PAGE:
Have you ever grown hay fields past their maturity to make bedding for your horses? That’s a topic currently up for discussion over on The Horse. While hay harvested past maturity makes low-quality forage for horses, it’s an economical option for horse owners looking for a more affordable bedding solution. There are both benefits and drawbacks to this type of decision, which you can read about at The Horse.com.
And check out some other headlines in horse health news:
Mares who experience breech births more likely to do so again: Research included in the latest issue of Equine Science Update has suggested that it is possible to identify how a foal is oriented in a mare through the use of an ultrasound scan. Mares who have carried breech foal in the past are also more likely to do so again. [Horsetalk]
The when and how of castration: Have questions about how to decide what the right time is to geld your colt? There’s a great article over on The Horse that provides information on equine castration, discussing everything from timing, the procedure itself, aftercare and potential complications from the surgery. [The Horse]
New grading system proves worth in treating difficult colic cases: A new approach to responding to cases of equine colic with small intestinal strangulation has the potential to both save the lives of horses and save their owners the cost of surgery. David Freeman of the University of Florida College of Veterinary Medicine and his team have developed an approach in which a horse’s intestinal damage is graded. [Horsetalk]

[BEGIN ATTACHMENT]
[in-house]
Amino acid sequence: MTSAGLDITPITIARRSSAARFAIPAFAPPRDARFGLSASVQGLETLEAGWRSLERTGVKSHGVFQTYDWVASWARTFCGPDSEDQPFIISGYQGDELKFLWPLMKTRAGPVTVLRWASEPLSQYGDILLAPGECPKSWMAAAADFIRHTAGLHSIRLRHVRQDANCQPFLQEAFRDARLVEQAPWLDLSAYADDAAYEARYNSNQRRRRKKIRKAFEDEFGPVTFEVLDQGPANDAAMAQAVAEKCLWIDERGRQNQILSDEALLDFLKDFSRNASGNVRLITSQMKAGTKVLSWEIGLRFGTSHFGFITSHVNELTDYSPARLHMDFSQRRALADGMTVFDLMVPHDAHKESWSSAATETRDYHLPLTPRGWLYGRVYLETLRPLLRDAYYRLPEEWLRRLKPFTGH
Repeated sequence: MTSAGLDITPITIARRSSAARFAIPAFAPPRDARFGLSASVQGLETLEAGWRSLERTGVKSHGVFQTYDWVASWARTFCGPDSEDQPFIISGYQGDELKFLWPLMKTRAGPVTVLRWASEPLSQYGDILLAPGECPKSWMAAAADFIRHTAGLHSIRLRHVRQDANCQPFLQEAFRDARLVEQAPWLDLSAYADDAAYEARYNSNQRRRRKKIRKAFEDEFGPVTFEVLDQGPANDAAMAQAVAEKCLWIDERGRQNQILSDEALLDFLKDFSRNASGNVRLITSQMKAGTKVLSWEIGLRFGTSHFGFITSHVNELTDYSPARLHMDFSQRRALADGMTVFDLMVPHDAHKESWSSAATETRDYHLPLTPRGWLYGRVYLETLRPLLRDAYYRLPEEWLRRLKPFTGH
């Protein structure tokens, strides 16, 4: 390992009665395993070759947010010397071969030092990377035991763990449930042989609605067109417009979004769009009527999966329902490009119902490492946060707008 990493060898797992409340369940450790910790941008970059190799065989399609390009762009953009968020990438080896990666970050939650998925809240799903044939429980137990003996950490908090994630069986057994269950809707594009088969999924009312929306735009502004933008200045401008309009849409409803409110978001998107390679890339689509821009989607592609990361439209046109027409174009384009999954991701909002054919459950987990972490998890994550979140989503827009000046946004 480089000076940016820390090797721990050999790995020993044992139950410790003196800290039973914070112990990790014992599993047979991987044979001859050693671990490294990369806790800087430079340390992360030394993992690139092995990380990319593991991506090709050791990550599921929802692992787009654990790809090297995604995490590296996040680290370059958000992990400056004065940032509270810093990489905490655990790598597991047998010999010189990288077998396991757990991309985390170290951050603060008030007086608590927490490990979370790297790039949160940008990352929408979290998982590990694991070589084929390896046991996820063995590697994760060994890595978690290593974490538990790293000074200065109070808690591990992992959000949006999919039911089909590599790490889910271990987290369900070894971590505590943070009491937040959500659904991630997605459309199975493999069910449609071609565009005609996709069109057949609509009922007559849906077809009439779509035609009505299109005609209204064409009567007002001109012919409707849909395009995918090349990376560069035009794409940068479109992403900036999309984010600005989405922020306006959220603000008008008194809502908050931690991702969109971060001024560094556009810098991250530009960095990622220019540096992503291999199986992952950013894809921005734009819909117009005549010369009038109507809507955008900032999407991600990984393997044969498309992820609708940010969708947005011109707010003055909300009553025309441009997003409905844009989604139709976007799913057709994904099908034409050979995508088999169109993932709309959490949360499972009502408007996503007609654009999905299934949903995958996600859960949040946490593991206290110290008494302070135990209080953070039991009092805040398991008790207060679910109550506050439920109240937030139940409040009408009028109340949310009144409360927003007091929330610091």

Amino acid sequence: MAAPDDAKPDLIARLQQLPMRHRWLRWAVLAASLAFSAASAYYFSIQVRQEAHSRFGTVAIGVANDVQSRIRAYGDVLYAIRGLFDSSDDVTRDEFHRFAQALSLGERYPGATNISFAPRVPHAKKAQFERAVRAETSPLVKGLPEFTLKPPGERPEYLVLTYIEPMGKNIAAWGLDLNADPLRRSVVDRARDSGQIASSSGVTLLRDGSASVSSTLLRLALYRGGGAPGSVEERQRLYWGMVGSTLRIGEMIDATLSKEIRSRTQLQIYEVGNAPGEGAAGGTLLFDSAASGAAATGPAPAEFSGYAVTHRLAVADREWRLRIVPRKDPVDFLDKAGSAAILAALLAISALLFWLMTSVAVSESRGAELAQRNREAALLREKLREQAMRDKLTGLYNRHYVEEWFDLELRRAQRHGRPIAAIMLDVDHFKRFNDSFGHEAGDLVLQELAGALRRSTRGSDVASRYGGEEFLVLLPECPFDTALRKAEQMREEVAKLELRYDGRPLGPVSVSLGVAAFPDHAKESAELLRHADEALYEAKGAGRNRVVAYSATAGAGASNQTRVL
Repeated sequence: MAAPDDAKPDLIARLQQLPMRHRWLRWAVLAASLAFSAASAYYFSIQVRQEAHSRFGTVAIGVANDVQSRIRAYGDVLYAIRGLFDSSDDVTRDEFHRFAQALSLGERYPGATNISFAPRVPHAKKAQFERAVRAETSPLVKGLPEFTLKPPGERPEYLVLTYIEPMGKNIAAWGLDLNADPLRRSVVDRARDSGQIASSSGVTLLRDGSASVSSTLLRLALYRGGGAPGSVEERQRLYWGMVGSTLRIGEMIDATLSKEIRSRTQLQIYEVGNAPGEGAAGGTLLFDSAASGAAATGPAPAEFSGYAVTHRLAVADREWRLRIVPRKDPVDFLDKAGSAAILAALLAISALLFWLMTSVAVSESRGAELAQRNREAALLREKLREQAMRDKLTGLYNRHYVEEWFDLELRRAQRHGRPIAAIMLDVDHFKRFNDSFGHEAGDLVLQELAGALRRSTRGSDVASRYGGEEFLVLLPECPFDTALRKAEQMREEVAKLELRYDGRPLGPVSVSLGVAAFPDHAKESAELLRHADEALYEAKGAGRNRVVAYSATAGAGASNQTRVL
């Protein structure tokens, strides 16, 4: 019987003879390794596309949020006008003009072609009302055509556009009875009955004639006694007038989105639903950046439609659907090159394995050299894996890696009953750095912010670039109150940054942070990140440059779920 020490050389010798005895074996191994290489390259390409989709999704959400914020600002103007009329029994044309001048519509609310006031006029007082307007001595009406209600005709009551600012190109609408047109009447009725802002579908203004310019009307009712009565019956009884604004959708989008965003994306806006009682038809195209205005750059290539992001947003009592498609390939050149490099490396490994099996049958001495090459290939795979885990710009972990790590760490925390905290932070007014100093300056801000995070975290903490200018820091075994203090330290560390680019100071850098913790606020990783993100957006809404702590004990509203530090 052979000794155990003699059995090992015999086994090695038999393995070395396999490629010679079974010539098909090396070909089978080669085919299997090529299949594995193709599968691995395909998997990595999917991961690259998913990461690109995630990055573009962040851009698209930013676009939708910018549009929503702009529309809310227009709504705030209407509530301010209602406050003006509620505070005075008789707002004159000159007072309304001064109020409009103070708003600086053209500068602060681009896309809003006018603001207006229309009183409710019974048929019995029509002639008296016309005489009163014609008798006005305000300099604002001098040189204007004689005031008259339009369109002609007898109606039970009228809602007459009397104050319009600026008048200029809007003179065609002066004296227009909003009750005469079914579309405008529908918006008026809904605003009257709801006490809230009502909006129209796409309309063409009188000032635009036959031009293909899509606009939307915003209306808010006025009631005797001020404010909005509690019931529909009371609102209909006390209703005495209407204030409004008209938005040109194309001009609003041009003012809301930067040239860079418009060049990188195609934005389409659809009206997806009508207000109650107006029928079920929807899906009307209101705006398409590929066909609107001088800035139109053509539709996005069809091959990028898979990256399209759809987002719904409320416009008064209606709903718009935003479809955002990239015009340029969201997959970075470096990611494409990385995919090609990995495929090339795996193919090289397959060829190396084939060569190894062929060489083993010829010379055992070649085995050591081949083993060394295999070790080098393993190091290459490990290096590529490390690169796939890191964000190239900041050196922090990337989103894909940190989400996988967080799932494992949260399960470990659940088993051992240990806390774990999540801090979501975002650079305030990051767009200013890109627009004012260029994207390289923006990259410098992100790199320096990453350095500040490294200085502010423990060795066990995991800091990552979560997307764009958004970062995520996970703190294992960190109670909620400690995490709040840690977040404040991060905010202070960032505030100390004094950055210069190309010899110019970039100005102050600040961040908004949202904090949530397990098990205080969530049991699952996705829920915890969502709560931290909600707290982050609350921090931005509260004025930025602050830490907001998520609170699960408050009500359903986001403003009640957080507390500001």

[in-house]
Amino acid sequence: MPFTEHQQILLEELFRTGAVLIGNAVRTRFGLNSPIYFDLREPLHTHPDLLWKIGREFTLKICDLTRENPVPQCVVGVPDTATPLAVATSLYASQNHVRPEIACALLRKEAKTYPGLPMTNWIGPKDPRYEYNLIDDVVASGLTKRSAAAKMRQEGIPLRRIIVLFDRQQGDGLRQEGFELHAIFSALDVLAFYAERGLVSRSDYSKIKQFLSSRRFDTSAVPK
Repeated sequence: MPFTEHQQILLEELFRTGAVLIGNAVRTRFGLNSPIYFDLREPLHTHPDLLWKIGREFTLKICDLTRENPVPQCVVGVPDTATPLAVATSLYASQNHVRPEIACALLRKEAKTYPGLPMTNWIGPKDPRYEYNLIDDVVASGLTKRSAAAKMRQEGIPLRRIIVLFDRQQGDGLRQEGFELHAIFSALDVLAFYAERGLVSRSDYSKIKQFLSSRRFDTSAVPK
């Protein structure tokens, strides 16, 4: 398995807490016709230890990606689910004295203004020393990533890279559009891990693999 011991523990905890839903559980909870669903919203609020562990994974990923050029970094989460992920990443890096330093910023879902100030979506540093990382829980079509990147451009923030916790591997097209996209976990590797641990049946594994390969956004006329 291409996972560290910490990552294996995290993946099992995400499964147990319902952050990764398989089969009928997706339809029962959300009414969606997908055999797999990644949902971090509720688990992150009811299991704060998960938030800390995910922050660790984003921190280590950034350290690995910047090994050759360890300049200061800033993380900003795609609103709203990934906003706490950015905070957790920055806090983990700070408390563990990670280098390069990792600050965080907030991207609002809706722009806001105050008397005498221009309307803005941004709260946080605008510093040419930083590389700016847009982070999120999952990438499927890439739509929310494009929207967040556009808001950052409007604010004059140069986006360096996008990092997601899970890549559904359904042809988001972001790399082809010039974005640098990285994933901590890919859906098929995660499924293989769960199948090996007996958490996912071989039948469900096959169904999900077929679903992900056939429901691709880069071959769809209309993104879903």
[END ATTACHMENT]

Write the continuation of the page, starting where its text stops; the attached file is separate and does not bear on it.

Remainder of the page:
Pigeon fever on rise across the U.S.: Researchers have confirmed that there has been definite increase in the number of cases of pigeon fever in the United States in the past decade, particularly in the years 2011 and 2012. In order to help control existing cases and help to prevent the spread of Corynebacterium pseudotuberculosis, the bacterial organism that causes the basketball sized abscesses evident of pigeon fever, additional studies are needed. [Horsetalk]
Longterm vision possible After equine cataract surgery: Results of a recent study show that 25 percent of horses undergoing cataract surgery still have vision two years later. Because there is currently no known therapy for cataracts, surgery is the typical recommendation for affected equines. In the particular technique used in the study — phacoemulsification — ultrasonic frequencies are used to break up the cataract for removal from the eye. [The Horse]